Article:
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Yesterday, 28 November 2014, Venezuela’s male Under-20 side were awarded the silver medal at the XXII Central American and Caribbean Games, finishing runners-up to host nation Mexico, who ran out comfortable 4-1 winners in the final.
This result came in contrast to La Vinotinto‘s form on their route to the final as they progressed having topped their group following a 4-0 victory over Haiti, a 1-0 win over Costa Rica and then a goalless draw against Cuba. Subsequently, they met Honduras in the semi-final and defeated them 1-0 thanks to an early penalty from Zamora’s Jhon Murillo.
However, for a variety of reasons, Venezuela’s youngsters should not feel too downhearted about the final and one aspect that shall be given some brief attention here is the age-difference between the starting line-ups for the game. Indeed, not only were their opposition officially the Mexican Under-21 team but also there was, on average, a gap of over two years between the two sides – a difference that, in many international competitions, would see the teams separated and placed in different age categories.
Quite notable is the fact that the oldest Venezuelan player to start, Caracas defender Jefre Vargas (born 12/01/95), is younger than the youngest Mexican named in the opposition line-up, the player of the tournament, Jonathan ‘Jorge’ Espericueta (born 09/08/94).
Furthermore, the very oldest player in El Tri‘s line-up was Erick Torres (born 19/01/93), a man who has a strike-rate of 1 goal in every 2 games for MLS side Chivas USA – where he has been on loan for nearly a year-and-a-half from the more prestigious Mexican side – and who also scored the winner for the full national team against Panama in October. He is over three years and nine months older than the two joint-youngest players who began the game for La Vinotinto: Zulia’s Jefferson Savarino and Llaneros de Guanare’s Andrés Ponce (both sharing a date of birth of 11/11/96), the latter of whom put in some impressive performances and was his side’s top-scorer with four goals.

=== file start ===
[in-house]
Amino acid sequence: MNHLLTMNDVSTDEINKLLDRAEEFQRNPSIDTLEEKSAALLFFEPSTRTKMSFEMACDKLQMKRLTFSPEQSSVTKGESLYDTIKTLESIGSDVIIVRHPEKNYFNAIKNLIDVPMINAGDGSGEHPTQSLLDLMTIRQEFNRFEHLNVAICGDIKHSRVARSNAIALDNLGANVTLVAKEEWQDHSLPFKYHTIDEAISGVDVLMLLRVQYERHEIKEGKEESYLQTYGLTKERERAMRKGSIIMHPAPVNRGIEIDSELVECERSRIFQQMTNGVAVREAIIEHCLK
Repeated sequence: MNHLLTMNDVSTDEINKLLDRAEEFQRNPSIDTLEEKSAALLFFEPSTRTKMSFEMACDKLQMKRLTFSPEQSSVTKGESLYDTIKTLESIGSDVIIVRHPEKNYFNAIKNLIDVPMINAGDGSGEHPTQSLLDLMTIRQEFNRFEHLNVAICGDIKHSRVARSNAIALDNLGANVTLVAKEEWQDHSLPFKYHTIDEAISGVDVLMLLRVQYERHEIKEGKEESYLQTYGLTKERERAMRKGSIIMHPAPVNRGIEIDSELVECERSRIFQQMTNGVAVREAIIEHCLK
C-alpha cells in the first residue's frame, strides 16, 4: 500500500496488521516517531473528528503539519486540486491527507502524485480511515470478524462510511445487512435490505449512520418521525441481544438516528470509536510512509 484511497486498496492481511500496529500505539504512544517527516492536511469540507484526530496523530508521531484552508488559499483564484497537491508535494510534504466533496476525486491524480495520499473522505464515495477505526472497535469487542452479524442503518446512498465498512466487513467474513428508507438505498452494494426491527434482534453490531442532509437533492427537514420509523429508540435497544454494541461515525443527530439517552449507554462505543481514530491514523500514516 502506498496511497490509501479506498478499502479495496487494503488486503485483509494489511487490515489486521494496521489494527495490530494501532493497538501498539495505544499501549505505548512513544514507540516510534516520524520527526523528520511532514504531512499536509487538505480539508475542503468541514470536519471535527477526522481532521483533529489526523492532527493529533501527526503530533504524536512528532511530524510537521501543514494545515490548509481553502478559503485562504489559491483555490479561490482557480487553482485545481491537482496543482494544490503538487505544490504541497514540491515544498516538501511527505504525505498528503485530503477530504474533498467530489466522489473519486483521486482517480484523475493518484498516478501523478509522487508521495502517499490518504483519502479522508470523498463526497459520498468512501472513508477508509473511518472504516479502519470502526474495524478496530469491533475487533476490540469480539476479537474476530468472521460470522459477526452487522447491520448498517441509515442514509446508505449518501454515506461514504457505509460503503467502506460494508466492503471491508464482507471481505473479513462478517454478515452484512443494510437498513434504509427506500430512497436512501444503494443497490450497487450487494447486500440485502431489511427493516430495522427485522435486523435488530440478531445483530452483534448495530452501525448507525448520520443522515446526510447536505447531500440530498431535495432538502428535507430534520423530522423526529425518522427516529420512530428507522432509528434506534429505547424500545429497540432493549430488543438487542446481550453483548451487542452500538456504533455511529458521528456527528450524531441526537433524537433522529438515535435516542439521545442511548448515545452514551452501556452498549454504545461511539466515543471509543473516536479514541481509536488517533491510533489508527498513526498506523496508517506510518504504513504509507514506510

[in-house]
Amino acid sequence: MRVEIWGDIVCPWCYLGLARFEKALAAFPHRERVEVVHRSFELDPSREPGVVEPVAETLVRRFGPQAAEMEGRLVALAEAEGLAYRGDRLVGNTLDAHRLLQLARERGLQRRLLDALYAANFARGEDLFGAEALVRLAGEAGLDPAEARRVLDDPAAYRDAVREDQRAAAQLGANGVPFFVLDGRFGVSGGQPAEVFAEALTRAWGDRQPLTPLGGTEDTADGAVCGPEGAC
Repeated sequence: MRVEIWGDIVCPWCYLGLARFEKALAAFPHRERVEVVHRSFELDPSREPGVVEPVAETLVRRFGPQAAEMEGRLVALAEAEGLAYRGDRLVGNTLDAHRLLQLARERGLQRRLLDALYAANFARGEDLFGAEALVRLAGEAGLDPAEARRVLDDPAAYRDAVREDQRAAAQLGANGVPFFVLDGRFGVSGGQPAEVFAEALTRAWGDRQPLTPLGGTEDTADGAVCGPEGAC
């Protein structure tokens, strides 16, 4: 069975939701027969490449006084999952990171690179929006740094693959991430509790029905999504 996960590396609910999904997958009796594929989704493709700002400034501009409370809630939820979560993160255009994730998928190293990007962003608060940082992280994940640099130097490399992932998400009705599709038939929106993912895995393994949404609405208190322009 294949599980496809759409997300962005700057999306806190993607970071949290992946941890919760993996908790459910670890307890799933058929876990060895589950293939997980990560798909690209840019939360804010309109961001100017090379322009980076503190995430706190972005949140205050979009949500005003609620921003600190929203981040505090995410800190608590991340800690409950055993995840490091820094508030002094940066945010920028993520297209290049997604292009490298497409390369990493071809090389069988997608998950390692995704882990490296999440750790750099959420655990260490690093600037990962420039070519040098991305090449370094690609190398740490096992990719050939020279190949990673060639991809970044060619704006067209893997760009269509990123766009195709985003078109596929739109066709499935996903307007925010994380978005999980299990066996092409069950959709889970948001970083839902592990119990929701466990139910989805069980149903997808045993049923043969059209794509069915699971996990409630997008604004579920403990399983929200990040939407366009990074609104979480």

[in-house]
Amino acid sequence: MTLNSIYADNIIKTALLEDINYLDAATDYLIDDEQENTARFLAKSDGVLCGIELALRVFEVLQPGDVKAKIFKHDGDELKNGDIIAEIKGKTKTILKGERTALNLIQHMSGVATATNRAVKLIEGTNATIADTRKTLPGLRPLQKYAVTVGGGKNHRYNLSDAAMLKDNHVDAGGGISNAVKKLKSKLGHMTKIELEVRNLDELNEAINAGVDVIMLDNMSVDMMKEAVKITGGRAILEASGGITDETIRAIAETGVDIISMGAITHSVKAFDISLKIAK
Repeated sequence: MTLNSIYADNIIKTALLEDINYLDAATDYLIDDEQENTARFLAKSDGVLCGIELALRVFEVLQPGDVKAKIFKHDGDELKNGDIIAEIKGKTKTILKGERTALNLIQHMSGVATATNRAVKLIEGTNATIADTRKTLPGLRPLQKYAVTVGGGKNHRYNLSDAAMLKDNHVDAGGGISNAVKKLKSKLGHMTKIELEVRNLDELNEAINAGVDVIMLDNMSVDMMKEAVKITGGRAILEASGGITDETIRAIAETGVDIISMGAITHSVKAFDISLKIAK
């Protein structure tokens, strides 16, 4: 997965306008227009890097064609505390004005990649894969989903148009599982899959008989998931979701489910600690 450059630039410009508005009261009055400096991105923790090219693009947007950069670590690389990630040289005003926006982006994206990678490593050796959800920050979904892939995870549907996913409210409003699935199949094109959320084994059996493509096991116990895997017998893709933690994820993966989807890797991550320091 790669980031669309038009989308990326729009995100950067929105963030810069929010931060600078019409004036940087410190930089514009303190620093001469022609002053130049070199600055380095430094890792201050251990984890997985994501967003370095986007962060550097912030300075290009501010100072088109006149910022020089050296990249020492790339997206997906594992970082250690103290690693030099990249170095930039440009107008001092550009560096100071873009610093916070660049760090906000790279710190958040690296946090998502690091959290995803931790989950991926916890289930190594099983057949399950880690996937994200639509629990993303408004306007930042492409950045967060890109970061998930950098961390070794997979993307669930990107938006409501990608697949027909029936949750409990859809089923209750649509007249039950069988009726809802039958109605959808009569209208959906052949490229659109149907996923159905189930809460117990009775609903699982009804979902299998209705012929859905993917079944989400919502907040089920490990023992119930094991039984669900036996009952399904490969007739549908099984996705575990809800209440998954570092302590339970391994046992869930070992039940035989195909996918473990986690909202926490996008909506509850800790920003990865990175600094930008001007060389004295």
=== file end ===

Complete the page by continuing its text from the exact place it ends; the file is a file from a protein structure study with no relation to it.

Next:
Plenty more insights can be gleaned from the information provided in the table below, but surely the most signficant conclusion to make is that the progress of this youthful Venezuelan side to the final offers much optimism for the future.
Please note that all ages of the players have been rounded to the nearest month, depending on their date of birth in relation to the game played on 28/11/14. Thus, if a player has lived more than 15 days into a new month, their age has been rounded up. For example, José Marrufo, having been born on 12/05/96 was 18 years, 6 months and 16 days old on the day of the match and so has had his age rounded up to 18 years and 7 months. If anyone wishes to create a more precise comparison feel free, though one suspects that the average age-difference between the two sides would not change by more than a month or so, thus re-affirming that there was a gap of approximately two years between the two teams.